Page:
Essence of spring; sunshine and light winds feel pretty good

After a run of chilly weather, we can break into a little ditty about a rather nice day. Sure we’d like about 10 more degrees on the thermometer, but the mercury topped out at 43 F at the Minneapolis/St. Paul International Airport at 3 p.m. CDT.

This is the warmest day in the Twin Cities since we reached 43 degrees on December 12, 2012.

It was also 41 degrees at the Duluth Harbor this afternoon. Pipestone, Minn., had bragging rights, reaching 45 F this afternoon. I’m excluding Crane Lake, which is enjoying the pine tree effect and checked in with 46 degrees at 4 p.m. CDT

I stepped out on my south-facing deck this afternoon to capture some vitamin D. It felt great in the sunshine. My thermometer in the sushine read 55 F. That’s why official temperatures are taken in the shade.

Remember you can catch a sunburn even in chilly temperatures this time of year. Here’s the UV index for Wednesday. OK, so it takes 45 minutes in central Minnesota. It’s an awareness issue.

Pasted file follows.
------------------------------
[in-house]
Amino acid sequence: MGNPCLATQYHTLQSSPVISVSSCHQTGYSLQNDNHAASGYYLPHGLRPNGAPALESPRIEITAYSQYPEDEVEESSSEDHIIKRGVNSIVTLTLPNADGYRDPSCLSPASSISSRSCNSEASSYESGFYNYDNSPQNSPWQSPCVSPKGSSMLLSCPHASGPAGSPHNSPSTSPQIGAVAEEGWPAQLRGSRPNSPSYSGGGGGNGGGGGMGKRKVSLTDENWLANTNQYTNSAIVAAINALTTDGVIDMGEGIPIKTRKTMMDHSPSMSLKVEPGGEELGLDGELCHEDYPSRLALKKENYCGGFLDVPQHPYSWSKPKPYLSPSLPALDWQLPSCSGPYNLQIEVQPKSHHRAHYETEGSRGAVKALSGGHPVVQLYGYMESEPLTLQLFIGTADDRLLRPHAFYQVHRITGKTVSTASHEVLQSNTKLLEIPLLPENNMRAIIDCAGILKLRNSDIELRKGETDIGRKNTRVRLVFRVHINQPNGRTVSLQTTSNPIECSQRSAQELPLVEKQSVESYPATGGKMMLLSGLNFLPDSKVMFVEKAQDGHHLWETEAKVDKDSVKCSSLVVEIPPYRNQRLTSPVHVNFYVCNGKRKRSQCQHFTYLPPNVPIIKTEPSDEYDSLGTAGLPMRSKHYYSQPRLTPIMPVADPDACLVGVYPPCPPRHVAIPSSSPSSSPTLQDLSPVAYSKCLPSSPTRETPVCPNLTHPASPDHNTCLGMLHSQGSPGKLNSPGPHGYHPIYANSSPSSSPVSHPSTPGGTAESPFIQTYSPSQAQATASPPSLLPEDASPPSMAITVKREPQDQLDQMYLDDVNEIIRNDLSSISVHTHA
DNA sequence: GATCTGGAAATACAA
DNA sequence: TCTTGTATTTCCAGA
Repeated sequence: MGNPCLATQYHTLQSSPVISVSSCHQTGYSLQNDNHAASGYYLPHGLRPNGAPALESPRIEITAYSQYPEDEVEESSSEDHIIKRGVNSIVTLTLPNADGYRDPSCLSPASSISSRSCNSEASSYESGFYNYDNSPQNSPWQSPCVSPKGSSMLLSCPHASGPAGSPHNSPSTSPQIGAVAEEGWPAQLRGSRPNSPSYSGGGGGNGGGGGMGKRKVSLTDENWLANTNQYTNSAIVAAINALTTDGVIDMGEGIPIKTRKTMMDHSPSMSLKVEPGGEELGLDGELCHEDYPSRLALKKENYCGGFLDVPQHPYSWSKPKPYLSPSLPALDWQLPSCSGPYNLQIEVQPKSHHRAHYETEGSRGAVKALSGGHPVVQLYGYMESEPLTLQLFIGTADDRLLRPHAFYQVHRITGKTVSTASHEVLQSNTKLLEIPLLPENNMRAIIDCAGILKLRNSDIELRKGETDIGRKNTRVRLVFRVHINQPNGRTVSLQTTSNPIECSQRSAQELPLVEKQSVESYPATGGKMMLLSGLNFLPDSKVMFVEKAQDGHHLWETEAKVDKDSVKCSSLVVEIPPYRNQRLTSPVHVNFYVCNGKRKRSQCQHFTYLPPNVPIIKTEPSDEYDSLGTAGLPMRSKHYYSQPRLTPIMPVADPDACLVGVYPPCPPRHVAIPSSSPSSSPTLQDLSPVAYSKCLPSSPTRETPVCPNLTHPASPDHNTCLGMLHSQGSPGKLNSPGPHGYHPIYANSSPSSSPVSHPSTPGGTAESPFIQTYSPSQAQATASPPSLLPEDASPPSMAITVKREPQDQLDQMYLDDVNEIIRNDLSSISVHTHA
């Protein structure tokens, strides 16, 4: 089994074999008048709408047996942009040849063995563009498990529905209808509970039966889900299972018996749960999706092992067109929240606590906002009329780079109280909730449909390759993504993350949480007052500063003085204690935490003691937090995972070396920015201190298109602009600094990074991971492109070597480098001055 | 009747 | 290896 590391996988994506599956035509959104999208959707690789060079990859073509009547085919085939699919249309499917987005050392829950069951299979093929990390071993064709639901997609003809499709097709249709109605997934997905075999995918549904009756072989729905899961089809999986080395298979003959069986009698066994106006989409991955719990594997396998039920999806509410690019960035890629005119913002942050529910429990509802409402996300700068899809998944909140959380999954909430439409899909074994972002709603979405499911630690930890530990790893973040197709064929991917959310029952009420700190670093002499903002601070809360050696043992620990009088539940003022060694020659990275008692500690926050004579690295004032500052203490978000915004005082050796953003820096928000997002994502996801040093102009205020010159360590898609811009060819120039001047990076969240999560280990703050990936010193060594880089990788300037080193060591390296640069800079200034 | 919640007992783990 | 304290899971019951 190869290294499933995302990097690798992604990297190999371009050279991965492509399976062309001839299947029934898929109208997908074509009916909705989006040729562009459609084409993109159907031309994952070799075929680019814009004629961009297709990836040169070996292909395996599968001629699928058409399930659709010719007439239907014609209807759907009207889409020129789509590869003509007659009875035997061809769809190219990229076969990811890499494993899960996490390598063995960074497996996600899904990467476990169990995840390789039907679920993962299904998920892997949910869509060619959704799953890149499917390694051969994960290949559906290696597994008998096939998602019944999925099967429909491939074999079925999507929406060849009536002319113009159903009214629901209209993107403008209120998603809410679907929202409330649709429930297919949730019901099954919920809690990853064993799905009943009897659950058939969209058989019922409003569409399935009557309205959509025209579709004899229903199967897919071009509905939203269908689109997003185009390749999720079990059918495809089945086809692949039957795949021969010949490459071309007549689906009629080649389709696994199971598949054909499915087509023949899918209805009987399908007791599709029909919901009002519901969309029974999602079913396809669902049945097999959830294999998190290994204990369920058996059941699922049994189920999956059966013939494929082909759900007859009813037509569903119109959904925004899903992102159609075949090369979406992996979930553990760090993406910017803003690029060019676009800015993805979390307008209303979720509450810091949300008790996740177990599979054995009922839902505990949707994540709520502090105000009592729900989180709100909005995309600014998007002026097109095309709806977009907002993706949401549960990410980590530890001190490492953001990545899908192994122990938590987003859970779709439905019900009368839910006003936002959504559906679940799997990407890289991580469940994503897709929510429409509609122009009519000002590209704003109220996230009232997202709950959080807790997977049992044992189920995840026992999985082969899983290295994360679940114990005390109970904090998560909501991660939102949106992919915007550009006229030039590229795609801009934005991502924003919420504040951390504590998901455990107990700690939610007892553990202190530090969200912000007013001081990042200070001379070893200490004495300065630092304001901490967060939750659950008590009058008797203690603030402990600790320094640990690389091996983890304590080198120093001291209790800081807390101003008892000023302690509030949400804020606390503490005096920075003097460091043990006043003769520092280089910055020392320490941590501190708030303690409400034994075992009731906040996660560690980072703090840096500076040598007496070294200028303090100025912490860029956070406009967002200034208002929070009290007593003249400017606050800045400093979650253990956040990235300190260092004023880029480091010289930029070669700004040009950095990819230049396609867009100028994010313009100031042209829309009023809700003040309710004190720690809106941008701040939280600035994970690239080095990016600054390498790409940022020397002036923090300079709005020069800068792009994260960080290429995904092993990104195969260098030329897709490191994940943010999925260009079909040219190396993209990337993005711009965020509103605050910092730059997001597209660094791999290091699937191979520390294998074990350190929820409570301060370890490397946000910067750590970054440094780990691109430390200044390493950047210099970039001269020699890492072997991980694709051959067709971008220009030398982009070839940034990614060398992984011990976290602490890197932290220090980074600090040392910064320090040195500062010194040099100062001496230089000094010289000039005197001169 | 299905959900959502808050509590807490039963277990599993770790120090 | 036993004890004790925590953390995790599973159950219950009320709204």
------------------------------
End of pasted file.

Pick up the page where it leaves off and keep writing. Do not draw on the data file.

uvi_map_big.gif

Surface weather map at 4:10 p.m. CDT. Surface temperatures are in red.

2013032721_metars_dlh.gif

Click on image for larger view. Source:NWS

The visible satellite picture from the GOES shows the expansive blanket of snow over eastern North Dakota. Temperatures have been struggling to get above freezing in that neck of the woods. This morning’s low was 2 below zero at Devils Lake, ND.

SD_vis.gif

Source:NOAA/College of Dupage

With clear skies and nearly calm winds, temperatures are expected to fall into the teens overnight in northern Minnesota.

northdluh.png

Looking ahead, we see milder temperatures edging up through Friday and Saturday. Overcast skies and precipitation may put a damper on the Saturday outdoor plans.

A cold front passes through Minnesota on Sunday and brings a dose of, shall we say, refreshing air for Monday.

Monsday.png

Click for larger view of hourly temperatures and wind for the Twin Cities on Monday.

Source:NWS Chanhassen, MN

What you are looking at is the graph of temperatures and winds at the surface in the proximity of Target Field.

Pete Boulay and Greg Spoden of the Minnesota Climate working group put together a nice summary of the weather for the outdoor opening games of the Minnesota Twins.

The summary of opening day weather can be viewed by clicking here.

More details on the timing of the weekend precipitation will be posted Thursday.

Craig Edwards

Comments are closed.